A US jury's decision to convict an executive at Turkey's majority state-owned Halkbank for helping Iran evade sanctions is "a scandalous decision of a scandalous case", the spokesman for Turkish President Tayyip Erdogan said on Thursday.
Ibrahim Kalin made the comment during a news conference in Ankara a day after Mehmet Hakan Atilla was convicted on five of six counts he faced, including bank fraud and conspiracy to violate US sanctions law, in a Manhattan federal court.
Turkey's deputy prime minister, Bekir Bozdag, took to Twitter to describe the trial as a "political conspiracy" of "no legal value to Turkey."
"Turkey is a full sovereign and fully independent country," Bozdag said. "Another country cannot put Turkey's institutions on trial."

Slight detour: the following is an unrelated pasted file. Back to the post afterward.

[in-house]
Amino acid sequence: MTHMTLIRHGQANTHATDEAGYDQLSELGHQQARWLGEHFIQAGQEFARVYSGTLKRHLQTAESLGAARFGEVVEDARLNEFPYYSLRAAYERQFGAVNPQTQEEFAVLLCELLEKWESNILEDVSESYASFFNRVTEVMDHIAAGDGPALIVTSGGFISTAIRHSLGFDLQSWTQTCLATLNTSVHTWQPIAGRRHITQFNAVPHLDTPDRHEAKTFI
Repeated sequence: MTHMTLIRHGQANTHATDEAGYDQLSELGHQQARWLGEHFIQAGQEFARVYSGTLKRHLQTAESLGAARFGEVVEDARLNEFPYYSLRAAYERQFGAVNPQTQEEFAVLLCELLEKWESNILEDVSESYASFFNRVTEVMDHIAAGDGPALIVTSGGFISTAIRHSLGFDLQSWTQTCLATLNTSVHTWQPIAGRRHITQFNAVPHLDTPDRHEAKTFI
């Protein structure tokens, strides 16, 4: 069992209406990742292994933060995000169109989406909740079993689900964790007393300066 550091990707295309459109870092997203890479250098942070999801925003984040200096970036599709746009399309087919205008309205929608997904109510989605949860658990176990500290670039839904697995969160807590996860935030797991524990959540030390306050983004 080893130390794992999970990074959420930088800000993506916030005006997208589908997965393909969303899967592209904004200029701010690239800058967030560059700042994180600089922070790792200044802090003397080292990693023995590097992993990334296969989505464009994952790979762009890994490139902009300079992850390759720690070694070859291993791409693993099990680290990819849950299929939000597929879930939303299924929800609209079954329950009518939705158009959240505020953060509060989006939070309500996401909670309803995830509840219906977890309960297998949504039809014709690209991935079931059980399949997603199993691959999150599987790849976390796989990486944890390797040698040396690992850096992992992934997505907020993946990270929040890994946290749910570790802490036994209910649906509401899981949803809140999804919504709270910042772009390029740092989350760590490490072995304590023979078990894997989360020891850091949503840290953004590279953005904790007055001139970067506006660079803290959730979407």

The court decision, which capped a trial that had already strained diplomatic relations between the two countries, is likely to further aggravate tension between the NATO allies.
"It is an unjust and unfortunate development" that Atilla was found guilty, Turkey's foreign ministry said in a statement.
"The US court, in a process carried out by relying on so-called 'evidence', which is fake and open to political exploitation, ... made an unprecedented interference in Turkey's internal affairs."
The case against Atilla was based on the testimony of the wealthy Turkish-Iranian gold trader Reza Zarrab, who cooperated with US prosecutors and pleaded guilty to charges of leading a scheme to evade US sanctions against Iran.
In his testimony, Zarrab implicated top Turkish politicians.